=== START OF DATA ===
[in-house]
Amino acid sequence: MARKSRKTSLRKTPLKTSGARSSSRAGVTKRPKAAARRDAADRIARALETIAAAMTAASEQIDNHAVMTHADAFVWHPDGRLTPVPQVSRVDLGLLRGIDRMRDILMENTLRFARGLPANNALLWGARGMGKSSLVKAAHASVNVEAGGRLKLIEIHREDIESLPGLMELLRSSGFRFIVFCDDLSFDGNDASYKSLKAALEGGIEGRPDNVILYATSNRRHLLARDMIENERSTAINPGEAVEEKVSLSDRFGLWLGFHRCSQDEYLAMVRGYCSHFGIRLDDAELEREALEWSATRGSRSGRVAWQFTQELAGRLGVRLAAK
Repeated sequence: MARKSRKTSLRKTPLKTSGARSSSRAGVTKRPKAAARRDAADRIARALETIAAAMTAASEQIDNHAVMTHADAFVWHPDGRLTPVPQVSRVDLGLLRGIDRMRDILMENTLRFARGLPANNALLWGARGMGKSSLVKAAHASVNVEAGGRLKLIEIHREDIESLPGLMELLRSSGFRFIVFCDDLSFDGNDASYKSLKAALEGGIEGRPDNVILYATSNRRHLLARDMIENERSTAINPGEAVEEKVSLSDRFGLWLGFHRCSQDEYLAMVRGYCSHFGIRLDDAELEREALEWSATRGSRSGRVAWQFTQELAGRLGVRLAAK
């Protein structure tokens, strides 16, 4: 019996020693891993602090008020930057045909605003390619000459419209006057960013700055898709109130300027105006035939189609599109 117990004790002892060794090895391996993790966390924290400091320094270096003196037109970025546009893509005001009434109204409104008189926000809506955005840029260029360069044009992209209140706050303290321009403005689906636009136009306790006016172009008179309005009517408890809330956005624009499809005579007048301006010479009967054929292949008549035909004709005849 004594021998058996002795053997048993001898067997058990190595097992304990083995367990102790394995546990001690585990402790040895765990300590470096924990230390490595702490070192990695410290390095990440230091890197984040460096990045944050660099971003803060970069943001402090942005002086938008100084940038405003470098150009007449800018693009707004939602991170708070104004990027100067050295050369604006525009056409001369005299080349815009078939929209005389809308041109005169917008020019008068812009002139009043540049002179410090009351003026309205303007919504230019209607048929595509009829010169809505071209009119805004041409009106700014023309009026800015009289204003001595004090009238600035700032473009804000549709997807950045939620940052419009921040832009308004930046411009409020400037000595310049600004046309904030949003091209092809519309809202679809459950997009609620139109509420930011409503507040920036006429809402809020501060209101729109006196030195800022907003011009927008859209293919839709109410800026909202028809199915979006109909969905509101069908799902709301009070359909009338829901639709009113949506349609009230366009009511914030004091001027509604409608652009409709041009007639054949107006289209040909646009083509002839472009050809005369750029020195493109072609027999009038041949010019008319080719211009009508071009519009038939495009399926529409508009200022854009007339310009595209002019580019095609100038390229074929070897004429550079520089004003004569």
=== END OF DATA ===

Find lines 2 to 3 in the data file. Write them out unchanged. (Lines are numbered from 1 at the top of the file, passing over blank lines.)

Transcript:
Amino acid sequence: MARKSRKTSLRKTPLKTSGARSSSRAGVTKRPKAAARRDAADRIARALETIAAAMTAASEQIDNHAVMTHADAFVWHPDGRLTPVPQVSRVDLGLLRGIDRMRDILMENTLRFARGLPANNALLWGARGMGKSSLVKAAHASVNVEAGGRLKLIEIHREDIESLPGLMELLRSSGFRFIVFCDDLSFDGNDASYKSLKAALEGGIEGRPDNVILYATSNRRHLLARDMIENERSTAINPGEAVEEKVSLSDRFGLWLGFHRCSQDEYLAMVRGYCSHFGIRLDDAELEREALEWSATRGSRSGRVAWQFTQELAGRLGVRLAAK
Repeated sequence: MARKSRKTSLRKTPLKTSGARSSSRAGVTKRPKAAARRDAADRIARALETIAAAMTAASEQIDNHAVMTHADAFVWHPDGRLTPVPQVSRVDLGLLRGIDRMRDILMENTLRFARGLPANNALLWGARGMGKSSLVKAAHASVNVEAGGRLKLIEIHREDIESLPGLMELLRSSGFRFIVFCDDLSFDGNDASYKSLKAALEGGIEGRPDNVILYATSNRRHLLARDMIENERSTAINPGEAVEEKVSLSDRFGLWLGFHRCSQDEYLAMVRGYCSHFGIRLDDAELEREALEWSATRGSRSGRVAWQFTQELAGRLGVRLAAK